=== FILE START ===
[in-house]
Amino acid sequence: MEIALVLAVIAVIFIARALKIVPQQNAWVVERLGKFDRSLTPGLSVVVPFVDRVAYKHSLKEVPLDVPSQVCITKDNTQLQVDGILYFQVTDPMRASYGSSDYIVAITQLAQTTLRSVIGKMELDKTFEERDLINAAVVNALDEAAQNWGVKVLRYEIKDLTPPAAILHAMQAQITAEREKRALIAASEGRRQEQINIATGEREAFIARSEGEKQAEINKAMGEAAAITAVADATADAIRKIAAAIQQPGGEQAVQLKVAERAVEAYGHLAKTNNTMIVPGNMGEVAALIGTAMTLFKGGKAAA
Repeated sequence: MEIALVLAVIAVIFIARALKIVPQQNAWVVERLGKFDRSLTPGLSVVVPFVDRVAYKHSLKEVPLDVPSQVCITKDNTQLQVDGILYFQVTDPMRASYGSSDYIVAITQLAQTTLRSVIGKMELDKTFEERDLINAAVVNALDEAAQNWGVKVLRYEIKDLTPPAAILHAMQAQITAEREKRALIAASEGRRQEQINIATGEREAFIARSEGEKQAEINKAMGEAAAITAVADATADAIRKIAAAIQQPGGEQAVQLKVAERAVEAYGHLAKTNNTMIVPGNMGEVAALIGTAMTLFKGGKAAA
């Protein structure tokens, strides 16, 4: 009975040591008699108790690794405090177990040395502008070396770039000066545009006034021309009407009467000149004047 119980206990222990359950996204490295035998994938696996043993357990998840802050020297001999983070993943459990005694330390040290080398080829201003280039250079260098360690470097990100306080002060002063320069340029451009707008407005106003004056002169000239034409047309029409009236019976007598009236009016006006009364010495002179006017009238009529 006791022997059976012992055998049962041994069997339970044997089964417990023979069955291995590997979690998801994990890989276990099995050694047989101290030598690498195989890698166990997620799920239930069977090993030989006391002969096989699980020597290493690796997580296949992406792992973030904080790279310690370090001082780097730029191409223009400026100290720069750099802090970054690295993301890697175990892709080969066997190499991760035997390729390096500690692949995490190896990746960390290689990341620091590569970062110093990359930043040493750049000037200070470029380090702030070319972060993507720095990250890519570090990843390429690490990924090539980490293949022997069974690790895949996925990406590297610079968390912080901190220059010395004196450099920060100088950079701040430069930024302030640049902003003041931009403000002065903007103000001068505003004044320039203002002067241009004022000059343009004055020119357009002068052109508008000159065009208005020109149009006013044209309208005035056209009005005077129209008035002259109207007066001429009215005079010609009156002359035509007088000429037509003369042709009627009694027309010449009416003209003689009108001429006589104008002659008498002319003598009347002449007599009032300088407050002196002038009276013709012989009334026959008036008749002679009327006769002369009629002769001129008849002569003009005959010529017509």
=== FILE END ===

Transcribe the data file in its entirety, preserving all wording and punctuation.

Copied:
[in-house]
Amino acid sequence: MEIALVLAVIAVIFIARALKIVPQQNAWVVERLGKFDRSLTPGLSVVVPFVDRVAYKHSLKEVPLDVPSQVCITKDNTQLQVDGILYFQVTDPMRASYGSSDYIVAITQLAQTTLRSVIGKMELDKTFEERDLINAAVVNALDEAAQNWGVKVLRYEIKDLTPPAAILHAMQAQITAEREKRALIAASEGRRQEQINIATGEREAFIARSEGEKQAEINKAMGEAAAITAVADATADAIRKIAAAIQQPGGEQAVQLKVAERAVEAYGHLAKTNNTMIVPGNMGEVAALIGTAMTLFKGGKAAA
Repeated sequence: MEIALVLAVIAVIFIARALKIVPQQNAWVVERLGKFDRSLTPGLSVVVPFVDRVAYKHSLKEVPLDVPSQVCITKDNTQLQVDGILYFQVTDPMRASYGSSDYIVAITQLAQTTLRSVIGKMELDKTFEERDLINAAVVNALDEAAQNWGVKVLRYEIKDLTPPAAILHAMQAQITAEREKRALIAASEGRRQEQINIATGEREAFIARSEGEKQAEINKAMGEAAAITAVADATADAIRKIAAAIQQPGGEQAVQLKVAERAVEAYGHLAKTNNTMIVPGNMGEVAALIGTAMTLFKGGKAAA
């Protein structure tokens, strides 16, 4: 009975040591008699108790690794405090177990040395502008070396770039000066545009006034021309009407009467000149004047 119980206990222990359950996204490295035998994938696996043993357990998840802050020297001999983070993943459990005694330390040290080398080829201003280039250079260098360690470097990100306080002060002063320069340029451009707008407005106003004056002169000239034409047309029409009236019976007598009236009016006006009364010495002179006017009238009529 006791022997059976012992055998049962041994069997339970044997089964417990023979069955291995590997979690998801994990890989276990099995050694047989101290030598690498195989890698166990997620799920239930069977090993030989006391002969096989699980020597290493690796997580296949992406792992973030904080790279310690370090001082780097730029191409223009400026100290720069750099802090970054690295993301890697175990892709080969066997190499991760035997390729390096500690692949995490190896990746960390290689990341620091590569970062110093990359930043040493750049000037200070470029380090702030070319972060993507720095990250890519570090990843390429690490990924090539980490293949022997069974690790895949996925990406590297610079968390912080901190220059010395004196450099920060100088950079701040430069930024302030640049902003003041931009403000002065903007103000001068505003004044320039203002002067241009004022000059343009004055020119357009002068052109508008000159065009208005020109149009006013044209309208005035056209009005005077129209008035002259109207007066001429009215005079010609009156002359035509007088000429037509003369042709009627009694027309010449009416003209003689009108001429006589104008002659008498002319003598009347002449007599009032300088407050002196002038009276013709012989009334026959008036008749002679009327006769002369009629002769001129008849002569003009005959010529017509």